LPs navigate shifting tides in the ESG landscape

ESG continues to garner support from investors in Europe and Asia while facing political headwinds in the US.

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After a period of heightened focus on environmental, social and governance issues, LPs have begun to recalibrate their ESG strategies amid escalating political pushback against such initiatives, particularly in the US.

Only 59 percent of LPs believe a strong ESG policy will lead to better long-term returns in their private markets portfolios, according to affiliate title Private Equity International’s LP Perspectives 2024 Study. This marks a decline from 69 percent in last year’s study and 74 percent two years ago.

Notably, LPs in North America exhibit the lowest level of confidence in the potential of ESG, with just 41 percent saying a strong ESG policy can improve long-term financial returns, in contrast to 60 percent of respondents in the Asia-Pacific region and a robust 79 percent in Western Europe.

In the US, the subdued optimism surrounding ESG comes at a time when the anti-ESG movement is gaining traction among the more conservative states.

For example, Florida governor Ron DeSantis passed a resolution in 2022 that prohibited state funds from taking ESG factors into account in their investment process. In Idaho, state entities engaged in investment activities are barred from prioritising ESG characteristics.

Meanwhile, in Missouri, secretary of state John Ashcroft issued a rule in June that requires broker-dealers to obtain investor consent before allocating funds to investments with non-financial objectives.

Yet in the more liberal states, some LPs have been showing a growing appetite for ESG investments. In its November board meeting, the California Public Employees’ Retirement System shared plans to double its climate-focused allocations to $100 billion by 2030. The pension also plans to triple the size of its ESG investment team to 15, affiliate title Responsible Investor reported in November.

“In the US, [ESG] is a polarised issue, but you are starting to see that breakthrough for the first time,” said an investor from a fund of funds during an LP panel discussion at the Impact Investor Summit: North America 2023. The event was held by New Private Markets in October.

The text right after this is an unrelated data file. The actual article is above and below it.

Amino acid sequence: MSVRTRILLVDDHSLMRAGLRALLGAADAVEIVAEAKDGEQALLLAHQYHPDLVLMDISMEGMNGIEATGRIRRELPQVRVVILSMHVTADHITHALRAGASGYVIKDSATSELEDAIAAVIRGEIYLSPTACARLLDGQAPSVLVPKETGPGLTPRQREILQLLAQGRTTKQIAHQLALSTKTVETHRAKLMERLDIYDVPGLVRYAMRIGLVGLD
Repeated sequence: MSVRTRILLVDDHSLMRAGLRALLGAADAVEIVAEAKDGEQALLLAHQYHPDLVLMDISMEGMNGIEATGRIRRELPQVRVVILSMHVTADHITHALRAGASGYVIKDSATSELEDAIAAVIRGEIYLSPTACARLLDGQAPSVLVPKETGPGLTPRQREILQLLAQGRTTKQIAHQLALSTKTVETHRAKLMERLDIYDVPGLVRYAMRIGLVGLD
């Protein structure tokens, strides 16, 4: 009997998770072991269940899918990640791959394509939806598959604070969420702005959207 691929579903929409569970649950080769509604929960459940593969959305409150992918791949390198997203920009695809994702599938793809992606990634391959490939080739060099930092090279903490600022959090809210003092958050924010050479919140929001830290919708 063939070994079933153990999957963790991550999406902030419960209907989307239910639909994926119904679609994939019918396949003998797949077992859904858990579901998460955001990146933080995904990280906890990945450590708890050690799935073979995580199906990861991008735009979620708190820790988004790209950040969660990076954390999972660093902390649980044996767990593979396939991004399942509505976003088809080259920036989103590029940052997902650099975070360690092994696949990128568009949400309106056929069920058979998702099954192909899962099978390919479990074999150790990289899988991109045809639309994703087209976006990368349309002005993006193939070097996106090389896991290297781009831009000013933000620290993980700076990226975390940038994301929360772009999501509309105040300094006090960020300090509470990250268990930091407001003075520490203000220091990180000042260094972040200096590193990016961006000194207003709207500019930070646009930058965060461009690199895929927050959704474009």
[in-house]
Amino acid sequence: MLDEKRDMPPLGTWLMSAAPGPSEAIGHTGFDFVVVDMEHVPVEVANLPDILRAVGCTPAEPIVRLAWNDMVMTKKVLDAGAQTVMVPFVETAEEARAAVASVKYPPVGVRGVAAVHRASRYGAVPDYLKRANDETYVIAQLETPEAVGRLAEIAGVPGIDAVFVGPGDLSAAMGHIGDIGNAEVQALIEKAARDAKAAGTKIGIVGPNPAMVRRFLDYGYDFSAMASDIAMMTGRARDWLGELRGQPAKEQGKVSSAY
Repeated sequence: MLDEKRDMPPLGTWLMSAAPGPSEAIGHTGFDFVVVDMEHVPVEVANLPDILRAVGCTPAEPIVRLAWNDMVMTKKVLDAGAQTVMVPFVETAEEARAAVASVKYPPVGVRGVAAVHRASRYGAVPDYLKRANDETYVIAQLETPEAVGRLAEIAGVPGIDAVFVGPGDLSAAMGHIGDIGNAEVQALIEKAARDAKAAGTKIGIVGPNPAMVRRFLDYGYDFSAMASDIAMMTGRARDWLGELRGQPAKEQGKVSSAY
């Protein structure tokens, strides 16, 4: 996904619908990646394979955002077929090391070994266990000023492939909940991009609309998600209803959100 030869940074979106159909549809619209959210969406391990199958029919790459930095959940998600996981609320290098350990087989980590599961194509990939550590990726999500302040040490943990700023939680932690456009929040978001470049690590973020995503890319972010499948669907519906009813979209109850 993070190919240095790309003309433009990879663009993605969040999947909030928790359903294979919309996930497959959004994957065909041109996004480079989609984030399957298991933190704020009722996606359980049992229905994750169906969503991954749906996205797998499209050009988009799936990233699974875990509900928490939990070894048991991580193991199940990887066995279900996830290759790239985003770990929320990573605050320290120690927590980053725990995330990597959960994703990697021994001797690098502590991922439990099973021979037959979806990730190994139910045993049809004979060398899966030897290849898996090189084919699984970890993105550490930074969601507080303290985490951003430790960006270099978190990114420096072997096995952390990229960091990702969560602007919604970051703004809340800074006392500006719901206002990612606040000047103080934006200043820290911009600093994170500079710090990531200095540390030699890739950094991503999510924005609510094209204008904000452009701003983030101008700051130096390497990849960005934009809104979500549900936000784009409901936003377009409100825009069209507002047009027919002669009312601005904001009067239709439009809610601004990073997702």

“I think every time you see a large institution like [CalPERS] break through and be comfortable saying, we believe we can generate risk-adjusted returns that meet our threshold [and] also layer against certain sustainable themes, you are going to see more and more pensions and corporates lean in,” the investor added.

ESG investments are less controversial in the US’s northern neighbour. John Graham, president and CEO at Canada’s largest pension plan, CPP Investments, said in an October statement that sustainability “is an important factor at every stage of our investment process”.

At Caisse de dépôt et placement du Québec, the nation’s second-largest pension manager, ESG considerations are integrated into the entire portfolio, rather than being confined to a specialised ESG fund. “We don’t see ESG as a separate topic or a box-ticking exercise that needs to be done to reassure stakeholders,” says François Crémet, senior director of sustainable investing at CDPQ. “It’s one of our five investment priorities and we believe that performance and progress must go hand in hand.”

Despite growing political resistance in certain quarters, the proportion of LPs consistently considering the UN Sustainable Development Goals in their investment decisions is on an upward trajectory. The study reveals that 33 percent of LPs always factor in the SDGs, an increase from 28 percent in the previous year.

Meeting LP expectations

The study also indicates that GPs are getting better at meeting LPs’ ESG demands. The proportion of LPs rating their GPs’ execution of planned ESG strategies as ‘excellent’ has climbed from 4 to 9 percent in the past year, while the share of investors that view the frequency and quality of GPs’ ESG reporting as ‘excellent’ has doubled from 5 to 10 percent.

“If you look at the whole ecosystem, the capital allocators have a big opportunity to impact the whole private equity community,” says Joshua Adams, a partner at Los Angeles-based private equity firm OpenGate Capital. “I think they’ve done a great job of doing that. They’ve made everyone a lot more conscious about ESG.”

“We don’t see ESG as a separate topic or a box-ticking exercise that needs to be done to reassure stakeholders”

François Crémet

Diversity, equity and inclusion has become central to the ESG discussion within the LP community. According to the study, 58 percent of LP respondents either ‘agree’ or ‘strongly agree’ that a diverse workforce in a portfolio company is more likely to result in better commercial performance. Only 6 percent of LPs either ‘disagree’ or ‘strongly disagree’ with the statement. Meanwhile, 15 percent of LPs say their institution has refused a fund investment opportunity based on a lack of diversity and inclusion at the GP level, a slight increase from 13 percent last year.

Adams agrees that LPs have been placing greater emphasis on DE&I policies at GPs and their portfolio companies. “It’s always been part of the conversation. It just may not have been labelled as DE&I,” he says, adding that GPs are increasingly expected to provide detailed diversity data, reflecting a growing trend among LPs to incorporate such metrics into their due diligence process. “It’s becoming a reporting requirement for GPs today.”

CDPQ is a good example. According to Crémet, CDPQ aims to enhance DE&I both internally and externally. “We have specific internal targets to increase the representation of women and underrepresented groups at all levels in the organisation,” he says. “We’ve developed a structured diversity, equity and inclusion strategy. We expect and support our GPs to do the same.”